Chomsky — the same one behind “Manufacturing Consent”, an excellent analysis of newspaper and TV journalism in the pre-Internet era — walks us through a structural analysis of modern media here:
There is a concept of “objectivity” to which journalists are supposed to adhere: report honestly what is “within the Beltway” — that is, what is considered acceptable by major power centers, state and private. Departing from that framework is “biased.” There are to be sure exceptions, but there extensive documentation showing that this framework is upheld with quite impressive consistency. It can be changed in so many ways.
He suggests one way to get out of this structural “objectivity bias” — something that Jay Rosen refers to as “the view from nowhere” — is to change its underlying incentive scheme.
One is by development of independent media that are not constrained by the institutional structure of major media — corporations selling a product (audiences) to other businesses (advertisers), with very close linkage to the state, itself very much an instrument of private power. More fundamentally, the whole framework can be shifted by activist popular movements that influence the entire culture and the nature of the institutions within it.
In other words, so long as the audience is the product (via advertising), you’ll have journalistic “objectivity” being closely identified not with “truth seeking”, but instead with “audience and advertiser pleasing”. In his prior work, Chomsky referred to the process by which the media was manipulated as “filters” and “flak”.
The advertising filter means that no content may appear which would cause a massive loss in advertising revenue; a simple recent example would be a tech site choosing not to write about the Sony hacking scandal, because Sony is a major advertiser to that site. Meanwhile, a good example of flak is the recent Gawker/Hogan trial: future media institutions may be disinclined to write highly negative things about rich and powerful celebrities, because the reaction might be a (successful) lawsuit regarding privacy invasions. Meanwhile, the press won’t have a problem taking down a private citizen with limited resources, because the “flak” potential is low.
The point of these biases isn’t that they form some sort of vast media conspiracy of evil individual actors — instead, it’s simply that they are systemic biases that permeate the media system, often without the actors fully realizing (or perhaps not fully internalizing) they are operating under those biases.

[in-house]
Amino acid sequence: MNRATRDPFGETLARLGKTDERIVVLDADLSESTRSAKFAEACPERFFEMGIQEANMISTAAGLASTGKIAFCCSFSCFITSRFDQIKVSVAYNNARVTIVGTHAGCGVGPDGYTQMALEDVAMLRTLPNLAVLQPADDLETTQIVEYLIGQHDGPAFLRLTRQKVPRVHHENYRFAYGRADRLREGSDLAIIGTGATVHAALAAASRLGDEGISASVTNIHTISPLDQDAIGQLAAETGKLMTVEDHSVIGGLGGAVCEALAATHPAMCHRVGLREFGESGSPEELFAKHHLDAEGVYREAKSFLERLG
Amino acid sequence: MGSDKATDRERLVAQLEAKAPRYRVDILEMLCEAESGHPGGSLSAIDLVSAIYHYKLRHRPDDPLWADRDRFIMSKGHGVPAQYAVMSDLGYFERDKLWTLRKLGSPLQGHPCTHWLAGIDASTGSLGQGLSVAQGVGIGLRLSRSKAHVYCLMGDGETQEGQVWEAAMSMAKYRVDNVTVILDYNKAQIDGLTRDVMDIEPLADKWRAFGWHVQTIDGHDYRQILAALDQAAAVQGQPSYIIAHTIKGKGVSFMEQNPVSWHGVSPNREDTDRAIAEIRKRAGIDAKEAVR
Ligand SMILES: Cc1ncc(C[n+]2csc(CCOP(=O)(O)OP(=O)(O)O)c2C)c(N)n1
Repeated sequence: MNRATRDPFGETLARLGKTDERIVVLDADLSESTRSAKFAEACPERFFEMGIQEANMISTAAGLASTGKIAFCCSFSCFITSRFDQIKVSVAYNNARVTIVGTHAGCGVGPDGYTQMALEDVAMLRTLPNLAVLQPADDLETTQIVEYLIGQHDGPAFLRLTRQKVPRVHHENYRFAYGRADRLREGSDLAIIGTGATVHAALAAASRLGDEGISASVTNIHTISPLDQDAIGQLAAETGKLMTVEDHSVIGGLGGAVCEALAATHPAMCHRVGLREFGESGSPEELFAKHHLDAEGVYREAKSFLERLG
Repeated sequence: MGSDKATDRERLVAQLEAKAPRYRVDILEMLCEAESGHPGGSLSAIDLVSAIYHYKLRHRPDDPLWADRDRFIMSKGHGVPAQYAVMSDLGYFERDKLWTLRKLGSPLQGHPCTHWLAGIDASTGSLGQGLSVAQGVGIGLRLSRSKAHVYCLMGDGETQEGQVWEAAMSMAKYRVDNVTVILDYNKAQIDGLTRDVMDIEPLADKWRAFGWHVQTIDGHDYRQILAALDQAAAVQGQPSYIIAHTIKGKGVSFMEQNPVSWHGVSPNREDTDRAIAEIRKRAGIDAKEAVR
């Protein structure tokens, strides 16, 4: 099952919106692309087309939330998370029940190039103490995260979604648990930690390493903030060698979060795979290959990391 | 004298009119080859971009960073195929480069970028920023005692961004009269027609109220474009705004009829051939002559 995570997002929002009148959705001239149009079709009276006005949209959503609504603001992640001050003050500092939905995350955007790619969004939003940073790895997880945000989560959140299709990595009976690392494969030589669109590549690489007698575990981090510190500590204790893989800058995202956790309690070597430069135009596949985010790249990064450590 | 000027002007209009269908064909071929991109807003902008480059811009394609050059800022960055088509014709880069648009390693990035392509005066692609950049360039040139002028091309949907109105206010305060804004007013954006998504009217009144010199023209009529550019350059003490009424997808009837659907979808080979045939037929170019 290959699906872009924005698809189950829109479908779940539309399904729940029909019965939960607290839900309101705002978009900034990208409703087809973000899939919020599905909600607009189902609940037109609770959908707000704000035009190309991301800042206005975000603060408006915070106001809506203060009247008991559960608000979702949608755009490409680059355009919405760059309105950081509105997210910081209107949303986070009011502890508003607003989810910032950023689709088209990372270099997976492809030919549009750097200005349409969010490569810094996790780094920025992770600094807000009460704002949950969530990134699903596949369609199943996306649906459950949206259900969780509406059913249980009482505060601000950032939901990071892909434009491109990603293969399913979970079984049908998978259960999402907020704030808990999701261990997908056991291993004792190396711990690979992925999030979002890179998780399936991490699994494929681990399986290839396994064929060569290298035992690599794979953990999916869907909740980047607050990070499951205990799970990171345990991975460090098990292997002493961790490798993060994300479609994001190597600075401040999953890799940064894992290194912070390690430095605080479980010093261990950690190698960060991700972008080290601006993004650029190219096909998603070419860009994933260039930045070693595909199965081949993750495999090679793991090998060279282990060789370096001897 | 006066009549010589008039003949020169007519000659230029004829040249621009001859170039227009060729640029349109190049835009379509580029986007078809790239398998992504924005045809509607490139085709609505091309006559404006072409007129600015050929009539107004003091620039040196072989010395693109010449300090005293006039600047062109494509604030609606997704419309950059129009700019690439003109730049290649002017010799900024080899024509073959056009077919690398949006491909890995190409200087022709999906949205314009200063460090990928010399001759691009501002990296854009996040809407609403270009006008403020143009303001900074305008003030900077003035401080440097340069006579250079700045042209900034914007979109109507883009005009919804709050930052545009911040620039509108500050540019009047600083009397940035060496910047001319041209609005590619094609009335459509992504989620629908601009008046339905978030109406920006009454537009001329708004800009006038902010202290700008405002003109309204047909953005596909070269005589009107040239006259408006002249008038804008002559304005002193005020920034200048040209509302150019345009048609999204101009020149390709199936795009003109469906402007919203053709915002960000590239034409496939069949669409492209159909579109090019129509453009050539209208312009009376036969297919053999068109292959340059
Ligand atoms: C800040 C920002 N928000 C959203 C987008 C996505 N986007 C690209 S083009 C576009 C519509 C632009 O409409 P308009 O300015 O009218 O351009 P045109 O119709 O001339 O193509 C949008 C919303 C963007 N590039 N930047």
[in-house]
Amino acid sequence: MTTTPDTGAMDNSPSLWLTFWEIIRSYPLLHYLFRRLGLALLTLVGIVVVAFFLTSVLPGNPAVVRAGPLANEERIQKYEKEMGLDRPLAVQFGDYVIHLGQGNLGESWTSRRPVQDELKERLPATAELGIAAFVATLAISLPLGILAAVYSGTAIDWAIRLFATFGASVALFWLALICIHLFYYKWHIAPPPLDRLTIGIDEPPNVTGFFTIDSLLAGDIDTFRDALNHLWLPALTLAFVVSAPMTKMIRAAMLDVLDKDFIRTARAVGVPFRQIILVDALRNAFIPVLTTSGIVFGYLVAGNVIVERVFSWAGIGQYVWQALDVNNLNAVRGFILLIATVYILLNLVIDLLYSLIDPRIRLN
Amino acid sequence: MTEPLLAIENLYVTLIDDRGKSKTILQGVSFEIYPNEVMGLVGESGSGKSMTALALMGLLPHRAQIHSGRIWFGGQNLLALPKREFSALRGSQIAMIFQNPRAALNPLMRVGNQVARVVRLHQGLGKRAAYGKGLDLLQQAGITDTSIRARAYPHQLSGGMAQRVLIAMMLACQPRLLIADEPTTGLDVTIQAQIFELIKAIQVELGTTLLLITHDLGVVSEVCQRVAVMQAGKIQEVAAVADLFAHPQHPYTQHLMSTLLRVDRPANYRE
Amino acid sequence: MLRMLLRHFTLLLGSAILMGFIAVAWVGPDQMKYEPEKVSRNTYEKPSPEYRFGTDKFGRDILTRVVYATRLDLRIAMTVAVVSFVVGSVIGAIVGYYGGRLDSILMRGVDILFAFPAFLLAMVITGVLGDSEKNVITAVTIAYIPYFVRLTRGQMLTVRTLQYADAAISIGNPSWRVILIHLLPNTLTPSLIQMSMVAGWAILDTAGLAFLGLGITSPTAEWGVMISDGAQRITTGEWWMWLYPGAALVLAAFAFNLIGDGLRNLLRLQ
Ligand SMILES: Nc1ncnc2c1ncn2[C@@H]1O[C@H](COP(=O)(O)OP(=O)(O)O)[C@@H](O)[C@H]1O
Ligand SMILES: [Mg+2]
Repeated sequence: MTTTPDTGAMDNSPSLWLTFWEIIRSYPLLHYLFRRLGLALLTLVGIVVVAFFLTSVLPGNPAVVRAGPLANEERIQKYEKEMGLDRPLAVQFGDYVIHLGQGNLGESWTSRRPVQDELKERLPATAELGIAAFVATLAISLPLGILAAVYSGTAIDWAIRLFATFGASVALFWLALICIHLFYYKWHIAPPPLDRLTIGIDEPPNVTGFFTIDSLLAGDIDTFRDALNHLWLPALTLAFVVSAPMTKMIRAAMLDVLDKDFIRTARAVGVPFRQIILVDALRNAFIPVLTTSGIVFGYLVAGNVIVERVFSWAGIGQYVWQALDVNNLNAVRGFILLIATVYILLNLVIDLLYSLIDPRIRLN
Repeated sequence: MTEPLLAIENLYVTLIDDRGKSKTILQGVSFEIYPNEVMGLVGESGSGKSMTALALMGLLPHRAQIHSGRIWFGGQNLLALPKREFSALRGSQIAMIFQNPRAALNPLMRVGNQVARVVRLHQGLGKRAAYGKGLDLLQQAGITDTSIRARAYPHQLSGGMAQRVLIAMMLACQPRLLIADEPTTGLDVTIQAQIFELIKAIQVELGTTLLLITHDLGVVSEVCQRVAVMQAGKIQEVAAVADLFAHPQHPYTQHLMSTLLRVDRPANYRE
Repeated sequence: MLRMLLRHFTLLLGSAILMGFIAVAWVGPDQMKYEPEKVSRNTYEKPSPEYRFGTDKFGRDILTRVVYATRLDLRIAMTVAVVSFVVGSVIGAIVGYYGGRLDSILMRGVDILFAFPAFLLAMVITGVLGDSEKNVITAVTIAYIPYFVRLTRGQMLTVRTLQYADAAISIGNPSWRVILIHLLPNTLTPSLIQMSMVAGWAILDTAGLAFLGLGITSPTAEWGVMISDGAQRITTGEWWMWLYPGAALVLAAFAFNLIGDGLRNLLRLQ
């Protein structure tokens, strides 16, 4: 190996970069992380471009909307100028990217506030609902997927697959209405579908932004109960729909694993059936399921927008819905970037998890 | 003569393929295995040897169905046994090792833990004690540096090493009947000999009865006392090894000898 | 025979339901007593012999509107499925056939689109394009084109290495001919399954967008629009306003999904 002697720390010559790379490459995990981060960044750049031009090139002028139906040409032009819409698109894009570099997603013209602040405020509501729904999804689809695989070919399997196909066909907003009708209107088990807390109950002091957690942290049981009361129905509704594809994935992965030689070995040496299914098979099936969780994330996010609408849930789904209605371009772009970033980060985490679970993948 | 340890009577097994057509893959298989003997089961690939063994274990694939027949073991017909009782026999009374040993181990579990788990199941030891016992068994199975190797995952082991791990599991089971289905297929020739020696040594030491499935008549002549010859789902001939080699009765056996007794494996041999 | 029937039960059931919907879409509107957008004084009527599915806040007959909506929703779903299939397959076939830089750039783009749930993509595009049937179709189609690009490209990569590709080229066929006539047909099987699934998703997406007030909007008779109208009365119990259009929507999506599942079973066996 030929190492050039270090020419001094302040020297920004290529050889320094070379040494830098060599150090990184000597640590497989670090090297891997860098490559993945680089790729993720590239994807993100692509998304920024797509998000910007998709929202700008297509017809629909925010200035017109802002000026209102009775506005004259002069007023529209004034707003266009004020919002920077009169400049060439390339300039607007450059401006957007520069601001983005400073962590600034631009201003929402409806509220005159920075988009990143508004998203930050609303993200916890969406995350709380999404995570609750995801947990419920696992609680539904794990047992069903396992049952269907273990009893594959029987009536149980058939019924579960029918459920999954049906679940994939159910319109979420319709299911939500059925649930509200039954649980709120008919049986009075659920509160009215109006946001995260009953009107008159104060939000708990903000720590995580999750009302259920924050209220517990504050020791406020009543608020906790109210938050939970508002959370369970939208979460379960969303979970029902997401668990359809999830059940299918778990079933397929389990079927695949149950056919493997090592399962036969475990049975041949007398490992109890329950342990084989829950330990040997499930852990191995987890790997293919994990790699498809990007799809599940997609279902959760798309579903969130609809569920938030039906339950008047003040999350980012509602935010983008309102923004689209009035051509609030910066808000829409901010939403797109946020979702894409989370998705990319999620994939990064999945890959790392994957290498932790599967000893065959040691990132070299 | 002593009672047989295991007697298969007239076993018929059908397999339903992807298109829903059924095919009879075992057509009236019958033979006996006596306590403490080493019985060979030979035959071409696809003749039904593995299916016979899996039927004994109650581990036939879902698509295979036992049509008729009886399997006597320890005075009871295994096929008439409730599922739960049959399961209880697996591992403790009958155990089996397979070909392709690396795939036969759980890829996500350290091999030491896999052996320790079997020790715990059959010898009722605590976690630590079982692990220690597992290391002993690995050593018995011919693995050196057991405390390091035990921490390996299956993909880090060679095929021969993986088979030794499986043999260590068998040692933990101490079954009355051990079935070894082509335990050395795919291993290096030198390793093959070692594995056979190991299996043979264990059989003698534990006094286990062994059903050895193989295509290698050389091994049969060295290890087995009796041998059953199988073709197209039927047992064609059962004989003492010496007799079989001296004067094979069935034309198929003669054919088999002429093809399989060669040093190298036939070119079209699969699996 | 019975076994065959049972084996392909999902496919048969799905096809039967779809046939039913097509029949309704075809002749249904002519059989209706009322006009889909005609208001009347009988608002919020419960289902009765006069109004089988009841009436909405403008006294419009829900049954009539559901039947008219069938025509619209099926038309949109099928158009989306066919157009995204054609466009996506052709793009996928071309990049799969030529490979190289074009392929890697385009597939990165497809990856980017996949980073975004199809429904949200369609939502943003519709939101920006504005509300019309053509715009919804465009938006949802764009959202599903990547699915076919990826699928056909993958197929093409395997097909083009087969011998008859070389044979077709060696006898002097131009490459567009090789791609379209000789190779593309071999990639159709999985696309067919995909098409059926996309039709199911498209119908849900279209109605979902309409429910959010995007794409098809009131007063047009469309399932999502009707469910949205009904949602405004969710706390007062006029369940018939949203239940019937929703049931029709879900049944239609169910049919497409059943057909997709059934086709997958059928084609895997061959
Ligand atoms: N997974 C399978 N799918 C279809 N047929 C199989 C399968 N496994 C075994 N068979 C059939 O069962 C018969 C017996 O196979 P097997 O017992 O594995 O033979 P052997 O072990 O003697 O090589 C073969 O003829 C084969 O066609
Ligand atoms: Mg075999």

On some issues — typically not those affecting class structure — this has happened [(that is, a move to independent information systems)], in some cases quite dramatically: women’s rights, civil rights more generally, opposition to aggression, concern for the environment, and much else. But on issues related to economic and political power, the framework remains rigid and narrow.
It is also quite interesting to reflect on the success of “financial media”, that is, media which serves as its primary audience the actors in the corporate financial system. A detailed analysis of financial corruption in Bloomberg, FT, The Wall Street Journal, etc. may be possible, but it’s almost certainly difficult, given the structures of “filters” and “flak” surrounding those companies’ underlying business models.
Meanwhile, the world desperately needs information exposing financial corruption (see e.g. the recent Panama Papers), but strong media institutions dedicated to this are few and far between. Why? The advertising system and attention model of the web makes structural economic criticism one of the most difficult kinds of content to execute at scale. That said, we see glimmers of hope that independent media built atop the low cost structure of the Internet could actually succeed in this regard — see, for example, the independent subscriber-focused sites The Baffler and The American Prospect. But it will have to be a shift to reader-focused business models, rather than advertiser-focused ones, that lets those actors escape some of the filters and flak of the propaganda model.